A couple whose baby daughter suffocated during her first breast feed have lost their case against the NHS.

Julia Geis-Clements, 39, and her financier husband, Lee Clements, 41, from Denham, said a midwife gave inadequate advice on how to breastfeed their daughter, Cerys.

She would have escaped a lifetime of disability had the midwife warned them to keep her airway clear as she was held against her mother’s breast, the couple’s lawyers claimed.

Photos of Julia Geis-Clements suckling her daughter, Cerys, minutes after her birth were “almost unbearably poignant”, said top judge Mrs Justice May.

She had been placed in her mother’s arms for the first time after her birthing pool delivery, so they could have “skin to skin contact”.

But disaster struck when Cerys suddenly stopped breathing less than an hour after her July 2012 birth.

Speaking today, the judge said no-one was to blame for the “unexplained” tragedy.

The profound oxygen starvation she suffered means Cerys cannot walk or talk and will need 24-hour care for the rest of her life.

Senior midwife Clare Nicholls faced claims that she negligently failed to warn the couple to keep one of Cerys’s nostrils free during her first feed.

She was also accused of giving the couple “false reassurance” by telling them that Cerys would wriggle if she was having trouble breathing.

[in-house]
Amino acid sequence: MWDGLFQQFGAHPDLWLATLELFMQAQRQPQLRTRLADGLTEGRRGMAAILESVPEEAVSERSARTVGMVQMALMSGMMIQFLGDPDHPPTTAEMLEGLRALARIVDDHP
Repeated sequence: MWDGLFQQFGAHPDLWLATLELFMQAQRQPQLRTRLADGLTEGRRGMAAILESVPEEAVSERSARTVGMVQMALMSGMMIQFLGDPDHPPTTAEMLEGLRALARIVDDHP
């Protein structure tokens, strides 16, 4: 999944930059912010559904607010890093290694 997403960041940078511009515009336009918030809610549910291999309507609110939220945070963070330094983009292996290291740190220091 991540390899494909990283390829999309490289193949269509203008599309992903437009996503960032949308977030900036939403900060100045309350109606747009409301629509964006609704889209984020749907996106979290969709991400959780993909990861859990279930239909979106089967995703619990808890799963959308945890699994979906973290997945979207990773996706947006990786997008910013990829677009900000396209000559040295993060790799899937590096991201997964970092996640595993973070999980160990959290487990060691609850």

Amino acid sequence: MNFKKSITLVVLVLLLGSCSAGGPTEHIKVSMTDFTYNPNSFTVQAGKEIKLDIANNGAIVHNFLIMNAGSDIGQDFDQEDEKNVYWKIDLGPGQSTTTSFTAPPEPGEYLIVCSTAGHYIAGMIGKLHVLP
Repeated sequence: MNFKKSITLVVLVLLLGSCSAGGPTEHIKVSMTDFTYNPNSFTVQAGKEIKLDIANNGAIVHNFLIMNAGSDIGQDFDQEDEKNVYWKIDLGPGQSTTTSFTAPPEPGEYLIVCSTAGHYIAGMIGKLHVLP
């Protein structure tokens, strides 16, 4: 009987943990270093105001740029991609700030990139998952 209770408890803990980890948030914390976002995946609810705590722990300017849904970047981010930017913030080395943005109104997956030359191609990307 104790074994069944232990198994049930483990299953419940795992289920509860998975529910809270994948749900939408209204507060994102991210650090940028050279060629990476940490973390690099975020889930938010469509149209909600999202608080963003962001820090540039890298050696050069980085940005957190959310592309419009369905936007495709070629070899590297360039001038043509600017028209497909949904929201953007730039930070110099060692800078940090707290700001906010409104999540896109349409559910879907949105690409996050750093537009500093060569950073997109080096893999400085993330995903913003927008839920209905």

But the judge said midwives “cannot say nothing” when anxious new parents ask about breast feeding their babies, adding the advice she gave the couple was “logical with a proper basis in fact”.

The family’s lawyers also claimed Ms Nicholls should have returned to monitor the “exhausted” mum 10 minutes into the feed.

But the judge said the midwife had correctly positioned Cerys on her mother’s breast and seen her start to feed normally.

She said: “It was not wrong to leave them alone together for that length of time.

“Especially as she was only some 10 metres away, within call and able to respond immediately.”

Mrs Geis-Clements, a marketing manager, sued Imperial College Healthcare NHS Trust on Cerys’ behalf.

But NHS lawyers argued it was a case of “random post-natal sudden collapse” which could not have been foreseen and in which negligence played no part.

The judge added: “It is impossible not to have the very greatest sympathy for Cerys and her parents.

“On my findings...no one is to blame for Cerys’s collapse…or for her disabilities.”